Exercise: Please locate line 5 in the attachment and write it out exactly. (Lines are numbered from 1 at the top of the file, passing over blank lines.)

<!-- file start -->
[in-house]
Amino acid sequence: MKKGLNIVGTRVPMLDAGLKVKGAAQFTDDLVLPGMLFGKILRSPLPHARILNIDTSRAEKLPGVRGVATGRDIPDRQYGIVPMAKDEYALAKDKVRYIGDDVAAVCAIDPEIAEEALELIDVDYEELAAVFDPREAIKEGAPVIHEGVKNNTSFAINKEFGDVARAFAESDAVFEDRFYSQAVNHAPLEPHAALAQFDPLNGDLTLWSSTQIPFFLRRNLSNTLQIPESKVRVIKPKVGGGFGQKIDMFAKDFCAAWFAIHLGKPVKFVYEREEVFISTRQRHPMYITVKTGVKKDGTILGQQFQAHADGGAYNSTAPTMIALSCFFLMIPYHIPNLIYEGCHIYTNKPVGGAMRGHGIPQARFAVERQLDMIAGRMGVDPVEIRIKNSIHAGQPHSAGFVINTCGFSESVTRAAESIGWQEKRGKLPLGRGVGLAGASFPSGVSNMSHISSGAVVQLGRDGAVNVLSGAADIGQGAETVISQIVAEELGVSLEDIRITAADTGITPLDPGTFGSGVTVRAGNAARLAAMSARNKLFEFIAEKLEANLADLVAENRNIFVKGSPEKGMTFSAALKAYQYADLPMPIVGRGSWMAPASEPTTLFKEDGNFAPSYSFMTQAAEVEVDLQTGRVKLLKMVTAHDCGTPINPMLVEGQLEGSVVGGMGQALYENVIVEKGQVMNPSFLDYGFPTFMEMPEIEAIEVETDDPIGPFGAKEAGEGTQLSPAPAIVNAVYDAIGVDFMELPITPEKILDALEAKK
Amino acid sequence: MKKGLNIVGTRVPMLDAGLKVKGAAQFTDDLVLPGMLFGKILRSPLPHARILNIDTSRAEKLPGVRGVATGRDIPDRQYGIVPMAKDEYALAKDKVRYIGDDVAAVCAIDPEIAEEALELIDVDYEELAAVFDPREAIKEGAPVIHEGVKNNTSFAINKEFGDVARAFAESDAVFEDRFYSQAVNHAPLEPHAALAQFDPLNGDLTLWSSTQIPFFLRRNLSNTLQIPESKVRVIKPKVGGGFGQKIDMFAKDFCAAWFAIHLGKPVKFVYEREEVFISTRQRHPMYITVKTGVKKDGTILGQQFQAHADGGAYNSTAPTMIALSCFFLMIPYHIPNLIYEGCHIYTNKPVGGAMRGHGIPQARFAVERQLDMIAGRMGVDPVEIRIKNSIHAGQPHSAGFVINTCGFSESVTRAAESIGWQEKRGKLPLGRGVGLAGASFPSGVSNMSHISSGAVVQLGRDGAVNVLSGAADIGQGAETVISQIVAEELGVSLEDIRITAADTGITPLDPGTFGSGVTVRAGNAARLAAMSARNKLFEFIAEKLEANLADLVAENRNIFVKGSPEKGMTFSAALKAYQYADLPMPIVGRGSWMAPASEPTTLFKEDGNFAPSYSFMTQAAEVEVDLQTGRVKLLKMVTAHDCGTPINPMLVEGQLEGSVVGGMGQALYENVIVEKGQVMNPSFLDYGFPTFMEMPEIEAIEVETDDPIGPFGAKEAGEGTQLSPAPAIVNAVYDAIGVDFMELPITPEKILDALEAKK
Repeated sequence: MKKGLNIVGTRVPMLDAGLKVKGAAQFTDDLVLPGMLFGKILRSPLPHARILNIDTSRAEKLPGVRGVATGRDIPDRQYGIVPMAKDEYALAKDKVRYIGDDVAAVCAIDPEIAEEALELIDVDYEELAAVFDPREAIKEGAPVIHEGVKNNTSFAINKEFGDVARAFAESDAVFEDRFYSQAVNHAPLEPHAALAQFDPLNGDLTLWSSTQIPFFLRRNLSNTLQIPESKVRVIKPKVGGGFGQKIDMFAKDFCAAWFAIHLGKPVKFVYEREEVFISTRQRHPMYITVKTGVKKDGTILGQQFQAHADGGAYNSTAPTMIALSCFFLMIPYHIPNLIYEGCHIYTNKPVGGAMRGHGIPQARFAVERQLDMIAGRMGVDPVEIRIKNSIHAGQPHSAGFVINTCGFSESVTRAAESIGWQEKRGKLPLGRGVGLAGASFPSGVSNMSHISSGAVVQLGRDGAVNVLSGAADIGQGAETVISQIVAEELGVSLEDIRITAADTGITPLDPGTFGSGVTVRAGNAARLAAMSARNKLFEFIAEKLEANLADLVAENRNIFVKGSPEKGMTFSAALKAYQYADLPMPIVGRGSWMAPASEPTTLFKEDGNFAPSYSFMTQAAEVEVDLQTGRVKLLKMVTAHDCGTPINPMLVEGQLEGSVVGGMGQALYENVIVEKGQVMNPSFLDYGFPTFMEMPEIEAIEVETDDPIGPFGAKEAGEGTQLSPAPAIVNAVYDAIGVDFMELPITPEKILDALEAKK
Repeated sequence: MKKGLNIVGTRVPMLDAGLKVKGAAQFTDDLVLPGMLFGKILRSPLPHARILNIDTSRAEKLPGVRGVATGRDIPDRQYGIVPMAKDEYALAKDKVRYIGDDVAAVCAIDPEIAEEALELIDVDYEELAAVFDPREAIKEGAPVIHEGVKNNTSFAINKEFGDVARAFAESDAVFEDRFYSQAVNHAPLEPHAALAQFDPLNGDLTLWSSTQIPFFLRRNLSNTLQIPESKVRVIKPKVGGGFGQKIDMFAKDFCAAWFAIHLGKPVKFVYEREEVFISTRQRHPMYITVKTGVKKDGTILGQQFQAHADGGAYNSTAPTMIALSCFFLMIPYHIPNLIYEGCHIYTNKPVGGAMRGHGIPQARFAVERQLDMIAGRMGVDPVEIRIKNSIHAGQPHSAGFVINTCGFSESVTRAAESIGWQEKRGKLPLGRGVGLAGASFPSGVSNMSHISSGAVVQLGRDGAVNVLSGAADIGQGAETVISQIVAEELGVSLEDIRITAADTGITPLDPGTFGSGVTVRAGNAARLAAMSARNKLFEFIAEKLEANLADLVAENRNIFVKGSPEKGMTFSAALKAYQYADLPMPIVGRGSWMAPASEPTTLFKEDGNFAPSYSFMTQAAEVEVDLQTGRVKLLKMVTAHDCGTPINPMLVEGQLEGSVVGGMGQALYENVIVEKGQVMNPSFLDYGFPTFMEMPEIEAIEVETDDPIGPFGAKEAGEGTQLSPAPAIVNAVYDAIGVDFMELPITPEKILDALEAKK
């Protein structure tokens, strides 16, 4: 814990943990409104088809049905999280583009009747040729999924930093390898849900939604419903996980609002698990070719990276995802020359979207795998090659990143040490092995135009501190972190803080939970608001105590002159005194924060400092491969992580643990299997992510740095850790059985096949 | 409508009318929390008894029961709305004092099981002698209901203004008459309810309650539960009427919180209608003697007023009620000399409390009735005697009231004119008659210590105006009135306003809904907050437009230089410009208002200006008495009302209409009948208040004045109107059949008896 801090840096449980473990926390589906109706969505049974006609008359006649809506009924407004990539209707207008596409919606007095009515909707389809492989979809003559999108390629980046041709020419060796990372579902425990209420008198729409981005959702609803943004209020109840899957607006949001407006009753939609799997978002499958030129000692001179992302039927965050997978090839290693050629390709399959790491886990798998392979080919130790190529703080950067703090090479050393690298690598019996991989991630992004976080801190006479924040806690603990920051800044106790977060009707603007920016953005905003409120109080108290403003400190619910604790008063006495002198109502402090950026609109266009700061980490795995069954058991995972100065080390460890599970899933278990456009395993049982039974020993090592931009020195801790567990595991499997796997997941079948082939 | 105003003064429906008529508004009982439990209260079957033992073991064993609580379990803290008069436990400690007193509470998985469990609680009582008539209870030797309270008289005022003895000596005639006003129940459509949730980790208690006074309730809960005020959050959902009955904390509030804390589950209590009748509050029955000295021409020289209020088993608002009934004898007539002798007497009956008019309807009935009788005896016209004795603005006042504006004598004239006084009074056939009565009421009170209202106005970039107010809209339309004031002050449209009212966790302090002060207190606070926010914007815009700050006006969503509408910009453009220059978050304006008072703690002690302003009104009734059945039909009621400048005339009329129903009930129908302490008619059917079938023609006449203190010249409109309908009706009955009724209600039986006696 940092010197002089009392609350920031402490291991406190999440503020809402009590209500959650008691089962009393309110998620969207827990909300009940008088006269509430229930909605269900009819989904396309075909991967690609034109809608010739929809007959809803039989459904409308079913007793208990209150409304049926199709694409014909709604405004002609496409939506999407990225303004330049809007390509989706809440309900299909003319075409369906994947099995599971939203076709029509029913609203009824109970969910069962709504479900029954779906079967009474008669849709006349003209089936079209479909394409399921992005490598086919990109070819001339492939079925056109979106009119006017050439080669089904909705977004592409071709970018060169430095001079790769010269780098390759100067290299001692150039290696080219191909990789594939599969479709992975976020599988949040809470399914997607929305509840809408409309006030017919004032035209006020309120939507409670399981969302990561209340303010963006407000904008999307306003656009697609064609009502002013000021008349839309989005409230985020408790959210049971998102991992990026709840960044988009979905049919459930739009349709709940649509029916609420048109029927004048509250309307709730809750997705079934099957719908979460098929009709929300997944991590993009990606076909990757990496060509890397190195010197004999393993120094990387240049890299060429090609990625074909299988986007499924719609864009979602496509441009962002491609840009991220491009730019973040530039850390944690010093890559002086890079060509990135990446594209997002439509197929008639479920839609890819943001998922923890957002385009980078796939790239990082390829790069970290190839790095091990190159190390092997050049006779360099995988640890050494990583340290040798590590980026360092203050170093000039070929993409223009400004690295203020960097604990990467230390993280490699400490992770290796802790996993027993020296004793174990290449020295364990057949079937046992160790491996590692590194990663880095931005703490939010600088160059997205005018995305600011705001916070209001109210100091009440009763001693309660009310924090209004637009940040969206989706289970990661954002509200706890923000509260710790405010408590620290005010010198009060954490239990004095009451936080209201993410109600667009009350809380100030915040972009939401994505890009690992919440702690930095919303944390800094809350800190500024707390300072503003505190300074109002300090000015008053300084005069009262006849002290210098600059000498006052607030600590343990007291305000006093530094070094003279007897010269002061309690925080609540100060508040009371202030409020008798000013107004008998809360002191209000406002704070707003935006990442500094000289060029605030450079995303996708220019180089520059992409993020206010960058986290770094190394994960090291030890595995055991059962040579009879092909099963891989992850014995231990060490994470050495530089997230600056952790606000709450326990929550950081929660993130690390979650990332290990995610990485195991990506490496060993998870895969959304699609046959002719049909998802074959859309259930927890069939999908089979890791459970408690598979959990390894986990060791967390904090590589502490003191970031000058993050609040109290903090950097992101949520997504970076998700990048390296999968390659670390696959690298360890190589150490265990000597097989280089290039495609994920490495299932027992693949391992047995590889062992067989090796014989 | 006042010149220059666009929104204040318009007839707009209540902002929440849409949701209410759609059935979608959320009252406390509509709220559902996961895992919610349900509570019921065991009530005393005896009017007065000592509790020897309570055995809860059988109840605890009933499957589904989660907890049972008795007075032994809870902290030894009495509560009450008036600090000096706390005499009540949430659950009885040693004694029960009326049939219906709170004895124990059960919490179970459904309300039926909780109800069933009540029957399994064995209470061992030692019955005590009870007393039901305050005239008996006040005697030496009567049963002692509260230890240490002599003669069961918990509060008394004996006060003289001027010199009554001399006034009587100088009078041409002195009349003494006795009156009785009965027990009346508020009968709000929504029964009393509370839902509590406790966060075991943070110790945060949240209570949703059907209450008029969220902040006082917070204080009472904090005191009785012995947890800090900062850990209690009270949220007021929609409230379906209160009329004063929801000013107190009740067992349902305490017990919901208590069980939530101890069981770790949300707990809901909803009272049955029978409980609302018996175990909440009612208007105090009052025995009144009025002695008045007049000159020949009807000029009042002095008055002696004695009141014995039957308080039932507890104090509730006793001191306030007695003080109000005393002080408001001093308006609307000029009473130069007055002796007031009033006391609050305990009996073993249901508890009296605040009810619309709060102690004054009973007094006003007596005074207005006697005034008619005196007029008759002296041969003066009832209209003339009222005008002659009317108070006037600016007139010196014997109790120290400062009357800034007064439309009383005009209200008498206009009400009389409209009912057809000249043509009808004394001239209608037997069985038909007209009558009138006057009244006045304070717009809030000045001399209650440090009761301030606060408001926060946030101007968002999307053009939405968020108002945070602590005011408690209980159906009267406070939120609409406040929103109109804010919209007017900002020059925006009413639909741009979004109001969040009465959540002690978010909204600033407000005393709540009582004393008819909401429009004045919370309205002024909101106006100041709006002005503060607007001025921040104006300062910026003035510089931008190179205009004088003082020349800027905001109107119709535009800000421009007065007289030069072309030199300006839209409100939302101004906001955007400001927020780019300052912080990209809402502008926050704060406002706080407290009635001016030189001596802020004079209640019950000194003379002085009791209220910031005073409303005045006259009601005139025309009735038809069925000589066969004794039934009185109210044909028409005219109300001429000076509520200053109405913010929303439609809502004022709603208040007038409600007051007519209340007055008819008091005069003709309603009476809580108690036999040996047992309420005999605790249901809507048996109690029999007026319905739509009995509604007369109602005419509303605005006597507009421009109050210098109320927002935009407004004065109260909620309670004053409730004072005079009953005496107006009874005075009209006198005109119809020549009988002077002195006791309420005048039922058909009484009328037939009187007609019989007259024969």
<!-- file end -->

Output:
Repeated sequence: MKKGLNIVGTRVPMLDAGLKVKGAAQFTDDLVLPGMLFGKILRSPLPHARILNIDTSRAEKLPGVRGVATGRDIPDRQYGIVPMAKDEYALAKDKVRYIGDDVAAVCAIDPEIAEEALELIDVDYEELAAVFDPREAIKEGAPVIHEGVKNNTSFAINKEFGDVARAFAESDAVFEDRFYSQAVNHAPLEPHAALAQFDPLNGDLTLWSSTQIPFFLRRNLSNTLQIPESKVRVIKPKVGGGFGQKIDMFAKDFCAAWFAIHLGKPVKFVYEREEVFISTRQRHPMYITVKTGVKKDGTILGQQFQAHADGGAYNSTAPTMIALSCFFLMIPYHIPNLIYEGCHIYTNKPVGGAMRGHGIPQARFAVERQLDMIAGRMGVDPVEIRIKNSIHAGQPHSAGFVINTCGFSESVTRAAESIGWQEKRGKLPLGRGVGLAGASFPSGVSNMSHISSGAVVQLGRDGAVNVLSGAADIGQGAETVISQIVAEELGVSLEDIRITAADTGITPLDPGTFGSGVTVRAGNAARLAAMSARNKLFEFIAEKLEANLADLVAENRNIFVKGSPEKGMTFSAALKAYQYADLPMPIVGRGSWMAPASEPTTLFKEDGNFAPSYSFMTQAAEVEVDLQTGRVKLLKMVTAHDCGTPINPMLVEGQLEGSVVGGMGQALYENVIVEKGQVMNPSFLDYGFPTFMEMPEIEAIEVETDDPIGPFGAKEAGEGTQLSPAPAIVNAVYDAIGVDFMELPITPEKILDALEAKK